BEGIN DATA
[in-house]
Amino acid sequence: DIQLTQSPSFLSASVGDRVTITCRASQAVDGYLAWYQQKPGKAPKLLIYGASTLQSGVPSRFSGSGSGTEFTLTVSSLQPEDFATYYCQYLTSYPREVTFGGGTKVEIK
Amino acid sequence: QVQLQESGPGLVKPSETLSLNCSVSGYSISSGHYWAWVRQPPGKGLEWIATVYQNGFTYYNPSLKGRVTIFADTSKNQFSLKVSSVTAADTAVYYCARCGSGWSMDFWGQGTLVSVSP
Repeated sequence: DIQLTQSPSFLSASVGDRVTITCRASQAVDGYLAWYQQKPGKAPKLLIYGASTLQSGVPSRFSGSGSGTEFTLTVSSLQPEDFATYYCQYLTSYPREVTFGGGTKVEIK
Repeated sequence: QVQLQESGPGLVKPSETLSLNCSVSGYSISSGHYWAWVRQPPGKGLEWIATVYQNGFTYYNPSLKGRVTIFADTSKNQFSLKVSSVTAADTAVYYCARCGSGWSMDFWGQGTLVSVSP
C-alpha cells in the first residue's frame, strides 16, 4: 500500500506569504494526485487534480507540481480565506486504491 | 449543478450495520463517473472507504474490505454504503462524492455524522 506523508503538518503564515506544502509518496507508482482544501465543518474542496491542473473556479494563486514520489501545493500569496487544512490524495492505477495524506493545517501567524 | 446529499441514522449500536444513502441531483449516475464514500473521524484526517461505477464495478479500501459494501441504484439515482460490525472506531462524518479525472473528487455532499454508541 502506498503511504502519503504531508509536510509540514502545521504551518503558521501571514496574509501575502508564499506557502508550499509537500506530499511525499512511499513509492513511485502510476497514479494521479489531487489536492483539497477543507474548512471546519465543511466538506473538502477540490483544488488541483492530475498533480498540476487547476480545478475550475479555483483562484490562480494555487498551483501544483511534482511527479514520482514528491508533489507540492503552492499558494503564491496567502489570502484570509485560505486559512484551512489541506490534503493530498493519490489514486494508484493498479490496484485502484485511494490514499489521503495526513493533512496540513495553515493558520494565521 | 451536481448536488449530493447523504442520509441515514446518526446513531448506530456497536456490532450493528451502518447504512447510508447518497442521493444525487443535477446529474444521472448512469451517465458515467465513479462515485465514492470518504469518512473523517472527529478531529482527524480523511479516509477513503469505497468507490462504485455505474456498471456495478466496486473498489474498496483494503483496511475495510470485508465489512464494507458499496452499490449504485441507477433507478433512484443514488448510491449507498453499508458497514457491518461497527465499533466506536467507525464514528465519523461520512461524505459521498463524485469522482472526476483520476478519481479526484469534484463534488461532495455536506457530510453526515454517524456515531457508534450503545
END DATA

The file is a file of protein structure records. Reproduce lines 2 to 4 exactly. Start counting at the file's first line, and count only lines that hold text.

Amino acid sequence: DIQLTQSPSFLSASVGDRVTITCRASQAVDGYLAWYQQKPGKAPKLLIYGASTLQSGVPSRFSGSGSGTEFTLTVSSLQPEDFATYYCQYLTSYPREVTFGGGTKVEIK
Amino acid sequence: QVQLQESGPGLVKPSETLSLNCSVSGYSISSGHYWAWVRQPPGKGLEWIATVYQNGFTYYNPSLKGRVTIFADTSKNQFSLKVSSVTAADTAVYYCARCGSGWSMDFWGQGTLVSVSP
Repeated sequence: DIQLTQSPSFLSASVGDRVTITCRASQAVDGYLAWYQQKPGKAPKLLIYGASTLQSGVPSRFSGSGSGTEFTLTVSSLQPEDFATYYCQYLTSYPREVTFGGGTKVEIK